Synopses & Reviews
Gardening can be frustratingly shrouded in secrecy. Fickle plants make seemingly spontaneous decisions to bloom or bust, seeds sprout magically in the blink of an eye, and deep-rooted mysteries unfold underground and out of sight. Understanding basic botany is like unlocking a horticultural code; fortunately learning a little science can reveal the secrets of the botanical universe and shed some light on whatand#8217;s really going on in your garden.
Practical Botany for Gardeners provides an elegant and accessible introduction to the world of botany. It presents the essentials that every gardener needs to know, connecting explanations of scientific facts with useful gardening tips. Flip to the roots section and youand#8217;ll not only learn how different types of roots support a plant but also find that adding fungi to soil aids growth. The pruning section both defines and#8220;lateral budsand#8221; and explains how far back on a shoot to cut in order to propagate them.
The book breaks down key areas and terminology with easy-to-navigate chapters arranged by theme, such as plant types, plant parts, inner workings, and external factors. and#8220;Great Botanistsand#8221; and and#8220;Botany in Actionand#8221; boxes delve deeper into the fascinating byways of plant science. This multifaceted book also includes two hundred botanical illustrations and basic diagrams that hearken to the classic roots of botany.
Part handbook, part reference, Practical Botany for Gardeners is a beautifully captivating read. Itand#8217;s a must for garden lovers and backyard botanists who want to grow and nurture their own plant knowledge.
and#8220;Latin for Gardeners
is useful, surprising, and beautifuland#8212;an accessible dictionary for everyone who puzzles over botanical identifications, an opportunity to get better acquainted with the extraordinary discoverers and namers of so many of our favorite plants, and a treat for all who enjoy the art and lore of the garden.and#8221;
andquot;I have several books dedicated to Latin plant names but none fall into the category of Lorraine Harrisonandrsquo;s book which is not only informative but entertaining and beautifully illustrated. This is no dull list of Latin plant namesandmdash;it is a book which begs to be picked up and looked at.andquot;
andquot;For those who want a better understanding of plant taxonomy,and#160;Latin for Gardeners,and#160;by Lorraine Harrison, is a treasure.andquot;
"Comprehensive and beautifully illustrated."
"For anyone who has been horrified by the lopsided life that remains after a bout of pruning, gardening writer Geoff Hodge has some gentle advice: Pruning is both an art and a science. Youand#8217;ll be better equipped to take on the challenge after reading the chapter on pruning in Practical Botany for Gardeners. . . . Botanical illustrations on almost every page add a decorative touch, and profiles of botanical artists pay tribute to those who make plants come alive on the page."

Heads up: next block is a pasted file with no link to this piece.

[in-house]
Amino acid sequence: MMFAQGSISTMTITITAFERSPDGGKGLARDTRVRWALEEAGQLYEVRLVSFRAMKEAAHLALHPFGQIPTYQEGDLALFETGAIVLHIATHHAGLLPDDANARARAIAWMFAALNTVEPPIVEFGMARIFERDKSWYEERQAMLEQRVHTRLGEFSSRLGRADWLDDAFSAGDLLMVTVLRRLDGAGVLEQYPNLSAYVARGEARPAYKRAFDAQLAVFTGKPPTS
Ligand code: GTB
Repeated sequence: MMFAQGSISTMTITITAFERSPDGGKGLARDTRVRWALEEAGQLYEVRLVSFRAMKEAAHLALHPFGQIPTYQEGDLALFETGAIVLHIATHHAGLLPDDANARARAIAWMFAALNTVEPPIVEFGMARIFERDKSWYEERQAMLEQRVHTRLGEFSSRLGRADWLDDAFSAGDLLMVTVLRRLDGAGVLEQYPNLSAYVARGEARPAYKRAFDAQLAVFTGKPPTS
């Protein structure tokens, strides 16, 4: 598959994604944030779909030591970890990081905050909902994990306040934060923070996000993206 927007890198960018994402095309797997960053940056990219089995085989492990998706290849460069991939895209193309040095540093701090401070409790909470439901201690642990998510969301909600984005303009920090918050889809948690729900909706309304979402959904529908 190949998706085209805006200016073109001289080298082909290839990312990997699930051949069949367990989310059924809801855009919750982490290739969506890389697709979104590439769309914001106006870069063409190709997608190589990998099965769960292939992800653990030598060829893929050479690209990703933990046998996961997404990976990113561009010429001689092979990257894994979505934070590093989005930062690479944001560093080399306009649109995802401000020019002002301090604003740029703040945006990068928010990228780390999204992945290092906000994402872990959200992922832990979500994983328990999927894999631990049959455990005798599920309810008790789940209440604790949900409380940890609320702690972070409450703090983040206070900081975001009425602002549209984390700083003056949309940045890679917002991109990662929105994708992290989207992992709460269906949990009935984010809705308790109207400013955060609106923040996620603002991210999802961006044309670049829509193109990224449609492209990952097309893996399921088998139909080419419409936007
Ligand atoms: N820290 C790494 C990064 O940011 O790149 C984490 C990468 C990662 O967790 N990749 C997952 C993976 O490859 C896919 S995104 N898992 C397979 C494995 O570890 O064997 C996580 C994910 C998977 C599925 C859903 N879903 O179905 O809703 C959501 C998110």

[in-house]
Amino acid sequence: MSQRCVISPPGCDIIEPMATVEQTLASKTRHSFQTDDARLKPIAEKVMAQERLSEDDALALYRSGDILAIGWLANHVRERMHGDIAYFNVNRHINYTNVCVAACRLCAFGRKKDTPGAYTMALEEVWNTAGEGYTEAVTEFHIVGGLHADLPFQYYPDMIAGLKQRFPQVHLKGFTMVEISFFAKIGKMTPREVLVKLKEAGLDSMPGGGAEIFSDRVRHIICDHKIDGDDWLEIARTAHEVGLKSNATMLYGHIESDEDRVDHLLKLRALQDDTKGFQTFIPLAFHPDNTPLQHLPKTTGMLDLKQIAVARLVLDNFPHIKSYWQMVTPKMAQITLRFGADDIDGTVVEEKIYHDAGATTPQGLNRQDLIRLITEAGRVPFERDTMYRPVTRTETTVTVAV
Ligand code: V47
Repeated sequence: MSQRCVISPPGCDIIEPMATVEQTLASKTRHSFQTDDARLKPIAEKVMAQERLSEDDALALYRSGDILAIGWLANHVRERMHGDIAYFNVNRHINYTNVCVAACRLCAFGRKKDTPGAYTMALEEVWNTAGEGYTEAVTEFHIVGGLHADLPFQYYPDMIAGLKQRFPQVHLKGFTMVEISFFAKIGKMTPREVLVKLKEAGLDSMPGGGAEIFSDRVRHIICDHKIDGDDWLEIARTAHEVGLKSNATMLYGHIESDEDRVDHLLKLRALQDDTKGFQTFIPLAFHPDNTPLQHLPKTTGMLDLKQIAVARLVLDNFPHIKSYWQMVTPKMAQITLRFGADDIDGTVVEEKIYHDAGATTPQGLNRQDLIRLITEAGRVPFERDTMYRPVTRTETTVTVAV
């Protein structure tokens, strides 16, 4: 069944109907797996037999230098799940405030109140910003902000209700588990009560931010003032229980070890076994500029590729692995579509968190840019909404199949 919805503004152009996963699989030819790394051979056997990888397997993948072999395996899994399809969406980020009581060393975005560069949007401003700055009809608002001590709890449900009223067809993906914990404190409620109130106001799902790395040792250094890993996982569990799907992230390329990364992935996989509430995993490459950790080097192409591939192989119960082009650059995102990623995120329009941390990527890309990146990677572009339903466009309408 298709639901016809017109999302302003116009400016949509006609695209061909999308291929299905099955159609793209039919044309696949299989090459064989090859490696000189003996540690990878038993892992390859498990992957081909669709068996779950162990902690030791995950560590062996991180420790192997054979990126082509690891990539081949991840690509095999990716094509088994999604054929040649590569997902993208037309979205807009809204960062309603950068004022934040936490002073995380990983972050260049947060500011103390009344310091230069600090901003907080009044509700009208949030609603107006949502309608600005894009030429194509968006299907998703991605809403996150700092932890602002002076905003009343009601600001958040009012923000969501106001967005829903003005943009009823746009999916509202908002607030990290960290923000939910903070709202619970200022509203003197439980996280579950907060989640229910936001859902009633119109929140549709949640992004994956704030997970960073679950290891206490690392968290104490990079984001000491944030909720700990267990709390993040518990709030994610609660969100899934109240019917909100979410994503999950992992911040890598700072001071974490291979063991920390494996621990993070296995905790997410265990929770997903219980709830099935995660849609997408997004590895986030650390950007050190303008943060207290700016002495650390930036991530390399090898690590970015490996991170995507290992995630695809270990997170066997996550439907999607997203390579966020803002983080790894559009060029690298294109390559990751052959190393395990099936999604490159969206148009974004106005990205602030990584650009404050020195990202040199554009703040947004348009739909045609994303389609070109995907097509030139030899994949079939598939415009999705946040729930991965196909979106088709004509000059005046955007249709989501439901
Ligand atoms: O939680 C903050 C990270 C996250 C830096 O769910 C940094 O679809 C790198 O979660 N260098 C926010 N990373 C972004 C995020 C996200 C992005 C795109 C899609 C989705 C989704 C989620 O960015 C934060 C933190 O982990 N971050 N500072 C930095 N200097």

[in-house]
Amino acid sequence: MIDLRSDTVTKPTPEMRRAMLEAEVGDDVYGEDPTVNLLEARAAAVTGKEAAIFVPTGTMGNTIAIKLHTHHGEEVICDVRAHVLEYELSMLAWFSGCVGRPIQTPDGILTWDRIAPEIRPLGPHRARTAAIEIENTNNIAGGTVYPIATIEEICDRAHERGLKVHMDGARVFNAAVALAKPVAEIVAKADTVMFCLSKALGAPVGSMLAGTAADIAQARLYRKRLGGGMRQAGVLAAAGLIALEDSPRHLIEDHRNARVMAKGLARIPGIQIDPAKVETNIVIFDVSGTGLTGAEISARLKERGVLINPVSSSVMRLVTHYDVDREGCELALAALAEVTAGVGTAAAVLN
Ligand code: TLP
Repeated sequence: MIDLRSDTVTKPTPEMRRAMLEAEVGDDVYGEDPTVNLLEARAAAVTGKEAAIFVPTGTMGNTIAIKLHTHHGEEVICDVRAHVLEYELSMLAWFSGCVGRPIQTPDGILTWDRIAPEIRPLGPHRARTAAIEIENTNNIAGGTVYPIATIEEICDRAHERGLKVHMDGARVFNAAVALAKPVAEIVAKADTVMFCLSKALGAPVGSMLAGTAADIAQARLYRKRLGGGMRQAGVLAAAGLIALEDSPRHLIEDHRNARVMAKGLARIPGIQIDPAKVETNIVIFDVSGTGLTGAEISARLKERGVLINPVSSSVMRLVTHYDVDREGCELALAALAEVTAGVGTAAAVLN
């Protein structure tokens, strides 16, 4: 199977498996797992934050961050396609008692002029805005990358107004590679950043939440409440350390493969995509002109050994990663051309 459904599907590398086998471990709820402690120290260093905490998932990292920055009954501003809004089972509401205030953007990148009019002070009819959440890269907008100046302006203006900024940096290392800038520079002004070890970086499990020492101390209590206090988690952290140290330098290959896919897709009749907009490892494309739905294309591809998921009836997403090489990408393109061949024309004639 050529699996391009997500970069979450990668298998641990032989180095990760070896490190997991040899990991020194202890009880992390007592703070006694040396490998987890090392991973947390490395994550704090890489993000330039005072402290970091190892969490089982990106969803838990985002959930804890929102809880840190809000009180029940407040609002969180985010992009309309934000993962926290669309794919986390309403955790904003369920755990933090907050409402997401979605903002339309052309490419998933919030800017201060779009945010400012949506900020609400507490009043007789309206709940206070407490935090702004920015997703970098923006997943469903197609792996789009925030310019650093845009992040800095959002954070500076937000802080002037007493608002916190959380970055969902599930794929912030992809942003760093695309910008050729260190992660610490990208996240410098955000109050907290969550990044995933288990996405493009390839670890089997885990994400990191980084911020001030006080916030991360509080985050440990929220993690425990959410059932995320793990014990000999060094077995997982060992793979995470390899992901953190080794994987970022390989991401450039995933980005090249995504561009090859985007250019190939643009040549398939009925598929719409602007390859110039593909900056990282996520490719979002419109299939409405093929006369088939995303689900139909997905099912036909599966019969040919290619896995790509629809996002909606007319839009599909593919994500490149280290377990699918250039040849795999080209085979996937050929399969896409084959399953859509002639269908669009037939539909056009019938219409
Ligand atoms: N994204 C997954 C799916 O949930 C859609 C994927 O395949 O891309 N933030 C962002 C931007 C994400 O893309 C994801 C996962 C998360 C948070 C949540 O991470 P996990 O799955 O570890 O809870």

"A gentle guide to the green world . . . organized precisely how a nonbotanist would need it done.and#160;Chapters introduce the plant kingdom and how botanists classify it; tackle growth, form and function; and take you inside a plant to understand how its cells, nutrition and hormones actually function. Others explore reproduction, soil, pests and disorders. . .and#160;It's a beautiful book."
and#8220;Remarkable Plants is readable and engaging. There is much discussion of species beyond 'the usual suspects' which appear in books on plants aimed at the general reader. A fantastic range of visual material.and#8221;
"A gloriously illustrated celebration of the history, utility, diversity, and sheer wonder of the botanical world that powers our planet."
This overview of the botanical world takes the usefulness of plants to humans as its starting point. Key plantsandmdash;10 or so in each categoryandmdash;are divided into medicines, materials, foods and flavours, with brief and elegant essays devoted to topics such as olives, asparagus, hops, aloe, flax, bamboo and wheat.
andquot;Will keep gardeners and cooks fully engaged through the dark of winter.andquot;
andldquo;Remarkable Plants That Shape Our World is a quietly lavish book that gathers together the history of human use of a wide array of plants world-wide. The book is divided into sections, treating plants used as major food crops, spices, drugs, building materials, cash crops, ornamentals, sacred plants and, in a fun final flourish, curiosities. . . . A candy box for the curious.andquot;